We are called into liberation—a freedom that sees not our value as consumers but the dignity inherent in our humanity.
William Barber II has left the North Carolina NAACP to lead a new Poor People's Campaign.
Our arrest happened much faster than we anticipated. As we unfurled our banner based on the “unjust scales” of Amos 8, the police moved in. We had gathered at a magnificent skyscraper in Chicago’s financial district for a meeting with Ken Griffin, Illinois’s richest citizen and top financial contributor to Governor Bruce Rauner.
In North Carolina, civil rights leaders are focused on the one political issue that undergirds all others: the right to vote.
On Monday evening, my daughter and I joined several hundred others outside the Capitol in Raleigh, North Carolina. We were there for the latest in a series of Moral Monday rallies organized to oppose the legislature’s policies toward (among other things) social programs, education, environmental legislation, and voting rights. The statehouse is a solid 90-minute drive from our house, so it makes for a long evening on a school night.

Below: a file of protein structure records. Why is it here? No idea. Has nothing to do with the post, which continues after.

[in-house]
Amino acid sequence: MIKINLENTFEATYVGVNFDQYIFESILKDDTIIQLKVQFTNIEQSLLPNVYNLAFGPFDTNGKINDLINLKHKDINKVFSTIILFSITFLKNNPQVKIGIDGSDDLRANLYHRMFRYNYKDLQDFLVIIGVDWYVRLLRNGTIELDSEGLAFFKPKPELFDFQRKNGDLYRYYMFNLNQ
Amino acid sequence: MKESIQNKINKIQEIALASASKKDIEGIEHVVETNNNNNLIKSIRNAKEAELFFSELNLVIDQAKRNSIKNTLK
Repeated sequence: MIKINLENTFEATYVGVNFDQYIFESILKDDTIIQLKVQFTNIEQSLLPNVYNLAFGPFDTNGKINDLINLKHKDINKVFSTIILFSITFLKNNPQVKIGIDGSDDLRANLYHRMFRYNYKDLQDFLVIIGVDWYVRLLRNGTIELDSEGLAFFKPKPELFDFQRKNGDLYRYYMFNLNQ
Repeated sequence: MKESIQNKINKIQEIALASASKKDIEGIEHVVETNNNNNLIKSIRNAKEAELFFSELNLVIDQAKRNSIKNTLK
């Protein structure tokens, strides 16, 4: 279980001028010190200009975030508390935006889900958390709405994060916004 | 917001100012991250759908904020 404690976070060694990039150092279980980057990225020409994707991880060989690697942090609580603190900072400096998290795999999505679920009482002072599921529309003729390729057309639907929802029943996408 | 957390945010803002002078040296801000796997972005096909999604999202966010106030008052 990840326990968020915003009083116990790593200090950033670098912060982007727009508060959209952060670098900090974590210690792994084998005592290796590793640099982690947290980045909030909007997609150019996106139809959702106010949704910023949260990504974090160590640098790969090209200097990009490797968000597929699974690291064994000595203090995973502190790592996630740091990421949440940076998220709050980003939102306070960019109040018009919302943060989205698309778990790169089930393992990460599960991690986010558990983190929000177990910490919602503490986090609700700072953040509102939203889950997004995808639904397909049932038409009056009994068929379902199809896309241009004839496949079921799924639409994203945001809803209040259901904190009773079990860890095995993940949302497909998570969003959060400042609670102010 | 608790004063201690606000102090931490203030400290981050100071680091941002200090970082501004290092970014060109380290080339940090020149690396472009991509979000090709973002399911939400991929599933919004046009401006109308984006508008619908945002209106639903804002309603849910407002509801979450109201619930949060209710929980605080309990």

Early this week, the same video kept popping up on my Facebook wall. It's from a press conference in Greensboro, at which North Carolina NAACP president William Barber (whom the Century profiled here) made a crucial point: "How do you feel, personally, about same-sex marriage?" is the wrong question. The right question is about equal rights under the U.S. Constitution and federal law. By midweek, my Facebook wall was overwhelmed with comments (and links) about President Obama's decision to give the right answer to the wrong question.
William Barber has a way of getting people arrested. Since he took charge of the NAACP in North Carolina, he's been inspiring followers—black and white—to engage in acts of civil disobedience.